Anthropology and Human Genetics

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A non-invasive method to generate induced pluripotent stem cells from primate urine

by J. Geuder, L. E. Wange, A. Janjic, J. Radmer, P. Janssen, J. W. Bagnoli, S. Müller, A. Kaul, M. Ohnuki & W. Enard


Scientific Reports 11, Article number: 3516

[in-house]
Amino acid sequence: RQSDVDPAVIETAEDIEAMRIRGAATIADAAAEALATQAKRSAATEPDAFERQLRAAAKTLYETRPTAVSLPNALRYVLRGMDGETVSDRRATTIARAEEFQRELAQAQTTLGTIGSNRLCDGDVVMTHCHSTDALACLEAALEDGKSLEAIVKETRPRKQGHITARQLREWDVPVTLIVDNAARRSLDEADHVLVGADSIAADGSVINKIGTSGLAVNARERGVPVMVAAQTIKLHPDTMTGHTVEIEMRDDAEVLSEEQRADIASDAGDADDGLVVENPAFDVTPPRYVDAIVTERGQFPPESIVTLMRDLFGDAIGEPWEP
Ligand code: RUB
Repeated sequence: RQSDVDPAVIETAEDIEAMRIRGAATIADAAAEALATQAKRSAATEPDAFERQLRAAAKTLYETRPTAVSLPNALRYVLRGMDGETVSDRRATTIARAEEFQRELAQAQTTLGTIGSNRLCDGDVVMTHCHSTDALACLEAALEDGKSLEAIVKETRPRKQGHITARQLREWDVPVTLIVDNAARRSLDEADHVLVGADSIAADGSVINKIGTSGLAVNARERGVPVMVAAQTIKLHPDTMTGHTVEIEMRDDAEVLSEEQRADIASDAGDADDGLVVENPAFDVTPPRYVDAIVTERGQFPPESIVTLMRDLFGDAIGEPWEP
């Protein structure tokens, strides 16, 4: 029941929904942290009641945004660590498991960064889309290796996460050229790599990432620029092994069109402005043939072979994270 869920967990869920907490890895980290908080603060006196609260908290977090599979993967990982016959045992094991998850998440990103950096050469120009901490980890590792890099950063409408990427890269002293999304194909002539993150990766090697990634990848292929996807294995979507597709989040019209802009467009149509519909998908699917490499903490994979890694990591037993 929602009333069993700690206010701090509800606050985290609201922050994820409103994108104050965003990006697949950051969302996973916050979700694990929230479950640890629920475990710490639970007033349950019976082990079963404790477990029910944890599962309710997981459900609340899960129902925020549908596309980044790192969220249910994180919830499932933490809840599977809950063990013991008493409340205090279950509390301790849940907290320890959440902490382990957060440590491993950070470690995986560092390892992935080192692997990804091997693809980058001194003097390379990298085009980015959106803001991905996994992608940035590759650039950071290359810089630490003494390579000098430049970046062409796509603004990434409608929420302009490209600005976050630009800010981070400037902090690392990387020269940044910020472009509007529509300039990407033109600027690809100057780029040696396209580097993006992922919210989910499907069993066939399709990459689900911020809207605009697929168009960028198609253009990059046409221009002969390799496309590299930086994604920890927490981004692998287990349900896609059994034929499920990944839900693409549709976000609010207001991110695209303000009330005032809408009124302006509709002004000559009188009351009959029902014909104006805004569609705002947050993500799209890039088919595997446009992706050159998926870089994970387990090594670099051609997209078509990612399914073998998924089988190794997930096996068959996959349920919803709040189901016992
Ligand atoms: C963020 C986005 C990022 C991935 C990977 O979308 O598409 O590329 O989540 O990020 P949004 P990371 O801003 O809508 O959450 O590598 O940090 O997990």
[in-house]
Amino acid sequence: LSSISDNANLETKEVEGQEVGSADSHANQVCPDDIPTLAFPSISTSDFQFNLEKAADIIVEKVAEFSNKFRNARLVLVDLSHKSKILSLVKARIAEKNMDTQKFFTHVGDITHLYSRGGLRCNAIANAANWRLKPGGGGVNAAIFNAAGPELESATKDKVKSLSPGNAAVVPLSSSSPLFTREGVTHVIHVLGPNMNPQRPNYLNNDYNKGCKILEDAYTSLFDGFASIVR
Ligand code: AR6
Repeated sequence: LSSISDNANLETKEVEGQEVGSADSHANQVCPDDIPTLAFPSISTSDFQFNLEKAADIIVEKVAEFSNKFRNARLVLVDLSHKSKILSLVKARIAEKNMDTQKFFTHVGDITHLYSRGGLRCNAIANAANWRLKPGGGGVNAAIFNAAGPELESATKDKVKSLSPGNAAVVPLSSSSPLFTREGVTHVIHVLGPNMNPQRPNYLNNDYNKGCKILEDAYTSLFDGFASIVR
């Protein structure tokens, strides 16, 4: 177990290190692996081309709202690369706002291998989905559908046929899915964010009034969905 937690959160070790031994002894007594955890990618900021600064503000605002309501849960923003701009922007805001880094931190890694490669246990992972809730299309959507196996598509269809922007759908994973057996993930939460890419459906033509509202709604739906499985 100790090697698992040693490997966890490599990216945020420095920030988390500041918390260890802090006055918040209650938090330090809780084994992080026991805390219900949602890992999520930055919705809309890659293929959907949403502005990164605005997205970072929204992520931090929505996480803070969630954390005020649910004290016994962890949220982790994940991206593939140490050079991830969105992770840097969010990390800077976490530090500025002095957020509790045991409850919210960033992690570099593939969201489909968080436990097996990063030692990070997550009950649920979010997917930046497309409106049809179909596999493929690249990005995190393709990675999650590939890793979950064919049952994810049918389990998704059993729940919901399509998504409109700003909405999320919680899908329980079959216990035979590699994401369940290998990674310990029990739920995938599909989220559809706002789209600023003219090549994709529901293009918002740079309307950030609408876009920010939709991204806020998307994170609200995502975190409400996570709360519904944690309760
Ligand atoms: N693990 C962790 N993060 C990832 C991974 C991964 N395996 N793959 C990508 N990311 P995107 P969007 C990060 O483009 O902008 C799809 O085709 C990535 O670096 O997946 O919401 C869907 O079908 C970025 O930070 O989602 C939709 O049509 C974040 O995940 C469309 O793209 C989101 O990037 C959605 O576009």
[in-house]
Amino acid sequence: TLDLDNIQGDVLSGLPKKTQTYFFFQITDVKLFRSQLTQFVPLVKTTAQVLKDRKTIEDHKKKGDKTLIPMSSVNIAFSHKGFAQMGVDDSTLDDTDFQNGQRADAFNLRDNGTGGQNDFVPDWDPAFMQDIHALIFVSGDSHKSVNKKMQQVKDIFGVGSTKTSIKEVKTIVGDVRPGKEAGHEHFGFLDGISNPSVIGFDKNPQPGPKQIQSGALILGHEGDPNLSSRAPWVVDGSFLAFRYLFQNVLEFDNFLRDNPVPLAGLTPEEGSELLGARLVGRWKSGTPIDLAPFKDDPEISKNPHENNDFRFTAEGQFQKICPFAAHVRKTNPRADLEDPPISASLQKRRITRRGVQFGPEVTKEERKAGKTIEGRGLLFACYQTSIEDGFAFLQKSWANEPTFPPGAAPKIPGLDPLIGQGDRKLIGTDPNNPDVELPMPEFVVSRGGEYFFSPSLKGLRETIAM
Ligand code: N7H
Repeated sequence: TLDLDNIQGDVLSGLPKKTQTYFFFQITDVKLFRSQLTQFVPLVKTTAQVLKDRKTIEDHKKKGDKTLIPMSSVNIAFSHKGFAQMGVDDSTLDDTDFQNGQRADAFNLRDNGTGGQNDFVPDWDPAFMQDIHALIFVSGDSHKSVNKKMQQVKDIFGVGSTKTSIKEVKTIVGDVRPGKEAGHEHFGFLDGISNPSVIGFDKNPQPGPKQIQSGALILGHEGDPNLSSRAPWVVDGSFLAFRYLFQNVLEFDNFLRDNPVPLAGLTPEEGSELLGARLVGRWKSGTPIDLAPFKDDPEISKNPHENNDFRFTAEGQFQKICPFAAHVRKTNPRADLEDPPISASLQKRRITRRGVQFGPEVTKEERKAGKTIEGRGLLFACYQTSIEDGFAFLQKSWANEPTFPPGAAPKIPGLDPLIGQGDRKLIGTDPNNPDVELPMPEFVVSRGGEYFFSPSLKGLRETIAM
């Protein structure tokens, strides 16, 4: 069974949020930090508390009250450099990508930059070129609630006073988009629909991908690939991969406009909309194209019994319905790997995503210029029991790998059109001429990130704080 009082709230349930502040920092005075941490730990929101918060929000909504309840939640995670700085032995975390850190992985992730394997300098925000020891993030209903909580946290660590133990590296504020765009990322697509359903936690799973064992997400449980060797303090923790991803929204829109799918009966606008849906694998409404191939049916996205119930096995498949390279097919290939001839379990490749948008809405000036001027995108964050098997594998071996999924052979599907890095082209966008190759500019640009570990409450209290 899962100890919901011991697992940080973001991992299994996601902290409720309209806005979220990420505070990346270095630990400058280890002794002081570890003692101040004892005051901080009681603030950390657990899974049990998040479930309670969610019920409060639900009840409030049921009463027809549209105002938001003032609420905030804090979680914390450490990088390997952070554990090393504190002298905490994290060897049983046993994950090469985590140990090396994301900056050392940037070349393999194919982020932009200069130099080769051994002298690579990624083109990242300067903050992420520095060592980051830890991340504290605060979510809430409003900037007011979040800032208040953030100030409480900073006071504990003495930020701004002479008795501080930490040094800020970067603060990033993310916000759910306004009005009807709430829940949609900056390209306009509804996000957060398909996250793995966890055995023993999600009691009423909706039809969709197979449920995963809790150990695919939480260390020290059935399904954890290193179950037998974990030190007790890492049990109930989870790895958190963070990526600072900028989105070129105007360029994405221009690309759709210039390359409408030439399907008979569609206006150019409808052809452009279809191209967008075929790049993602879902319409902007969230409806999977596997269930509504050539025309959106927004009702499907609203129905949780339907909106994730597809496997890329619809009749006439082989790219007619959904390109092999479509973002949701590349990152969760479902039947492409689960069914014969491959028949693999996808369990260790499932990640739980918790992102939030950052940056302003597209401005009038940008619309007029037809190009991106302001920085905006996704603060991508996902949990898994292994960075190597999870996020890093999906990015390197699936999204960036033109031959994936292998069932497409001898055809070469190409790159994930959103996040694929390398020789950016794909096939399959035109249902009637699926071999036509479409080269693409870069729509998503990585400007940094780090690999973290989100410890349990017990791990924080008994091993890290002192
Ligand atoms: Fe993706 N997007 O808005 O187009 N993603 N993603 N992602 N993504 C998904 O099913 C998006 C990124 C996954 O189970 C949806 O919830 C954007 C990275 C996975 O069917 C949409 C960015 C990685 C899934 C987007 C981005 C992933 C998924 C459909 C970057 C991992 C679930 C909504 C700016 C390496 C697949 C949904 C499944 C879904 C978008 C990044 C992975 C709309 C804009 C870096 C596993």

Comparing the molecular and cellular properties among primates is crucial to better understand human evolution and biology. However, it is difficult or ethically impossible to collect matched tissues from many primates, especially during development. An alternative is to model different cell types and their development using induced pluripotent stem cells (iPSCs). These can be generated from many tissue sources, but non-invasive sampling would decisively broaden the spectrum of non-human primates that can be investigated. Here, we report the generation of primate iPSCs from urine samples. We first validate and optimize the procedure using human urine samples and show that suspension- Sendai Virus transduction of reprogramming factors into urinary cells efficiently generates integration-free iPSCs, which maintain their pluripotency under feeder-free culture conditions. We demonstrate that this method is also applicable to gorilla and orangutan urinary cells isolated from a non-sterile zoo floor. We characterize the urinary cells, iPSCs and derived neural progenitor cells using karyotyping, immunohistochemistry, differentiation assays and RNA-sequencing. We show that the urine-derived human iPSCs are indistinguishable from well characterized PBMC-derived human iPSCs and that the gorilla and orangutan iPSCs are well comparable to the human iPSCs. In summary, this study introduces a novel and efficient approach to non-invasively generate iPSCs from primate urine. This will extend the zoo of species available for a comparative approach to molecular and cellular phenotypes.